INFJs tend to frequently be sad, because next to intrusive depressive thoughts, they also easily obsess over seemingly mundane problems.
The big presentation at work, a birthday party of that annoying family member, a bothersome trip they need to make.
INFJs are future-oriented and like to be in control.
By trying to plan and foresee the future they maintain control, which puts them at ease.
But any anticipated bothersome obstacle in the near future can cause significant distress in the perfectionistic INFJ, who would like every little problem to be solved before it allows themself to truly relax and be happy.
5. INFJs tend to always be sad, because of their heightened sensitivity & hyper empathy
INFJs dream of utopian societies where everyone flourishes while living in harmony with each other and nature.
Dreadfully so, that isn’t the picture we’re getting at all when we look around today.
Most people live lives devoid of any true joy, meaning and enthusiasm due to poverty, unequal opportunities or a taxing work life balance.
The world seems to be covered with a dense emotional blanket of melancholy and quiet desperation.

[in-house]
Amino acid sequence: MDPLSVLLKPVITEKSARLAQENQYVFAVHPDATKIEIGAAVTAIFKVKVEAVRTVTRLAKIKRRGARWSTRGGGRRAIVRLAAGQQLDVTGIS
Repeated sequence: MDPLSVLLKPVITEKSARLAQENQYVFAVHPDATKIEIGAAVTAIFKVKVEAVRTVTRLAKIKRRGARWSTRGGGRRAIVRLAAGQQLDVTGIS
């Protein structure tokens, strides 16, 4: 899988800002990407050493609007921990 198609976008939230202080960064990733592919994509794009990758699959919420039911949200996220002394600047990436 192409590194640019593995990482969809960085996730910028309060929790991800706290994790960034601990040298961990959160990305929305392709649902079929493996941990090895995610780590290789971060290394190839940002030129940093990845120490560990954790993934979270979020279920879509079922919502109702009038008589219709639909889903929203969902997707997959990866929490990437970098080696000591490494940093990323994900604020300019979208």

The proverbial INFJ, with its heightened sensitivity and empathy soaks up emotional stimuli around them like a sponge.
They also feel deeply sad when they sense this quiet human suffering all around them.
The INFJ’s empathy can be so strong that they may easily feel sorry and sad for many loved ones, friends, acquaintances, neighbors, strangers or inanimate objects even (like the bottom plate of a pile of plates that’s never being used while sitting in the cupboard).
Most INFJs can’t control whose energy they pick up, it just happens involuntarily.
In many cases the INFJ feels sad or depressed, because they’ve picked up that energy unconsciously from someone else or the overall environment/society they live in.
However, it’s hard to know sometimes, if it’s their own sadness or someone else’s.
Nonetheless, it puts INFJs regularly in a sad emotional state for a reason that’s often unknown to them.
As an INFJ, Introvert, Highly Sensitive Person, or Empath, do you find yourself also frequently struggling to manage your strong empathy?
Would you like to find ways to ground yourself, set boundaries and hold space with others in a healthy way?
Then you might find the Empath’s Survival Guide Online Course by Dr. Judith Orloff, a very helpful resource for learning how to do that.
Click here to enroll for The Empath’s Survival Guide Online Course, at my friends at Sounds True and become an empowered Empath!